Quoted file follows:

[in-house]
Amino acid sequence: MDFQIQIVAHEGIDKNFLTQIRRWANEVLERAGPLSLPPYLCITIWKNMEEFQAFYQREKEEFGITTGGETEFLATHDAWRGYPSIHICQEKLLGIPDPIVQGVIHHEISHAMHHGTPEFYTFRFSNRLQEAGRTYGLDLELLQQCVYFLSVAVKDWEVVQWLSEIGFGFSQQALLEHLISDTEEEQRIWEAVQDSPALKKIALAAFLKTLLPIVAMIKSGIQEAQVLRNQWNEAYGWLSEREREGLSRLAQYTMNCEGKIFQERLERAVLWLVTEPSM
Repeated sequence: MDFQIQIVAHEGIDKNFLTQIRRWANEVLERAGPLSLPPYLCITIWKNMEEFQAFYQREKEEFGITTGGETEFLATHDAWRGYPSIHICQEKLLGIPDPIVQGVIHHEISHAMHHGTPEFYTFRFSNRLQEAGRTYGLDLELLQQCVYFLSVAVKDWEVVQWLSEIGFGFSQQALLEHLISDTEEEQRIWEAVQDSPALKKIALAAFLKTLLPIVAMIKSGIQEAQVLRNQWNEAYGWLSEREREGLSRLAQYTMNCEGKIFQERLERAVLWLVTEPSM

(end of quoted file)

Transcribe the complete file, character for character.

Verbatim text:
[in-house]
Amino acid sequence: MDFQIQIVAHEGIDKNFLTQIRRWANEVLERAGPLSLPPYLCITIWKNMEEFQAFYQREKEEFGITTGGETEFLATHDAWRGYPSIHICQEKLLGIPDPIVQGVIHHEISHAMHHGTPEFYTFRFSNRLQEAGRTYGLDLELLQQCVYFLSVAVKDWEVVQWLSEIGFGFSQQALLEHLISDTEEEQRIWEAVQDSPALKKIALAAFLKTLLPIVAMIKSGIQEAQVLRNQWNEAYGWLSEREREGLSRLAQYTMNCEGKIFQERLERAVLWLVTEPSM
Repeated sequence: MDFQIQIVAHEGIDKNFLTQIRRWANEVLERAGPLSLPPYLCITIWKNMEEFQAFYQREKEEFGITTGGETEFLATHDAWRGYPSIHICQEKLLGIPDPIVQGVIHHEISHAMHHGTPEFYTFRFSNRLQEAGRTYGLDLELLQQCVYFLSVAVKDWEVVQWLSEIGFGFSQQALLEHLISDTEEEQRIWEAVQDSPALKKIALAAFLKTLLPIVAMIKSGIQEAQVLRNQWNEAYGWLSEREREGLSRLAQYTMNCEGKIFQERLERAVLWLVTEPSM